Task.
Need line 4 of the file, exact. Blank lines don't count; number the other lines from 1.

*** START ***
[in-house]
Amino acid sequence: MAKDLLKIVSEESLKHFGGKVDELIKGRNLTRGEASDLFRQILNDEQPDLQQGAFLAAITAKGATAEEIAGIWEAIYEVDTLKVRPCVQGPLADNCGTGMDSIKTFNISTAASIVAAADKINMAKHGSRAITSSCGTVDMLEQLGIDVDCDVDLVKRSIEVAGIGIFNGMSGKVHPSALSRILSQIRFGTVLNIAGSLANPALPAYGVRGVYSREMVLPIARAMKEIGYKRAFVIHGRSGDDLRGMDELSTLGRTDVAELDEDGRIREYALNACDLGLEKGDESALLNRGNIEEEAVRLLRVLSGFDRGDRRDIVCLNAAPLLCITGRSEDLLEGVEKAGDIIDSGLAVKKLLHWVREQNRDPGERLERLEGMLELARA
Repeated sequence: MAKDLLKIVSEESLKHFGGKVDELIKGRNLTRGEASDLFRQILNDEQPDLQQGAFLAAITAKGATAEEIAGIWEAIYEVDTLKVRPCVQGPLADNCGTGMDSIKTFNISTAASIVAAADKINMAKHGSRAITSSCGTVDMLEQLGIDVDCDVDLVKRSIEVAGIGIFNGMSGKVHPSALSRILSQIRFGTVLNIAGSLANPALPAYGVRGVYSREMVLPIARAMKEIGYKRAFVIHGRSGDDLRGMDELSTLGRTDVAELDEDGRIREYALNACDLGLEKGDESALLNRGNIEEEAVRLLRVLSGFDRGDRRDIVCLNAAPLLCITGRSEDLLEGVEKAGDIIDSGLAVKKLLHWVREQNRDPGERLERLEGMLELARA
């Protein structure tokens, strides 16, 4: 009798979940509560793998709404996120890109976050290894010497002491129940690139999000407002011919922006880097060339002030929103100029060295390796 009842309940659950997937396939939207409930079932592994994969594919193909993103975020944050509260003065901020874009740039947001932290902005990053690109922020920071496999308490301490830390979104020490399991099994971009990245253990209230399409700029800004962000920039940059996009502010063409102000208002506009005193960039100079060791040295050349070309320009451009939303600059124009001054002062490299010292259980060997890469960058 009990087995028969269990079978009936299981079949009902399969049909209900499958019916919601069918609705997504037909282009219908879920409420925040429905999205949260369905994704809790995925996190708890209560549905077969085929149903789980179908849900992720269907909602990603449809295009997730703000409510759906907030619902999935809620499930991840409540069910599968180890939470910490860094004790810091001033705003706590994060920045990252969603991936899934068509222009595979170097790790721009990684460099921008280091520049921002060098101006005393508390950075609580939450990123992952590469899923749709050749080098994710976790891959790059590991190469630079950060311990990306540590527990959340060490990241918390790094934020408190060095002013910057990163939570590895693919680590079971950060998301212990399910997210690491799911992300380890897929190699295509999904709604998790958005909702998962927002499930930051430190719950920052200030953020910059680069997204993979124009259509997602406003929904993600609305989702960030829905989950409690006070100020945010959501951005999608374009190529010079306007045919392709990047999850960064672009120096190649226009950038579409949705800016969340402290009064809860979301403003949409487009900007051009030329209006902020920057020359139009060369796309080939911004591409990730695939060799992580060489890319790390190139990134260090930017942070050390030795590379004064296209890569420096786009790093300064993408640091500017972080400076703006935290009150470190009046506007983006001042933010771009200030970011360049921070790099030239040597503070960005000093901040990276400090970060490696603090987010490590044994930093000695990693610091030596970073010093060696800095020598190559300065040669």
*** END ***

């Protein structure tokens, strides 16, 4: 009798979940509560793998709404996120890109976050290894010497002491129940690139999000407002011919922006880097060339002030929103100029060295390796 009842309940659950997937396939939207409930079932592994994969594919193909993103975020944050509260003065901020874009740039947001932290902005990053690109922020920071496999308490301490830390979104020490399991099994971009990245253990209230399409700029800004962000920039940059996009502010063409102000208002506009005193960039100079060791040295050349070309320009451009939303600059124009001054002062490299010292259980060997890469960058 009990087995028969269990079978009936299981079949009902399969049909209900499958019916919601069918609705997504037909282009219908879920409420925040429905999205949260369905994704809790995925996190708890209560549905077969085929149903789980179908849900992720269907909602990603449809295009997730703000409510759906907030619902999935809620499930991840409540069910599968180890939470910490860094004790810091001033705003706590994060920045990252969603991936899934068509222009595979170097790790721009990684460099921008280091520049921002060098101006005393508390950075609580939450990123992952590469899923749709050749080098994710976790891959790059590991190469630079950060311990990306540590527990959340060490990241918390790094934020408190060095002013910057990163939570590895693919680590079971950060998301212990399910997210690491799911992300380890897929190699295509999904709604998790958005909702998962927002499930930051430190719950920052200030953020910059680069997204993979124009259509997602406003929904993600609305989702960030829905989950409690006070100020945010959501951005999608374009190529010079306007045919392709990047999850960064672009120096190649226009950038579409949705800016969340402290009064809860979301403003949409487009900007051009030329209006902020920057020359139009060369796309080939911004591409990730695939060799992580060489890319790390190139990134260090930017942070050390030795590379004064296209890569420096786009790093300064993408640091500017972080400076703006935290009150470190009046506007983006001042933010771009200030970011360049921070790099030239040597503070960005000093901040990276400090970060490696603090987010490590044994930093000695990693610091030596970073010093060696800095020598190559300065040669």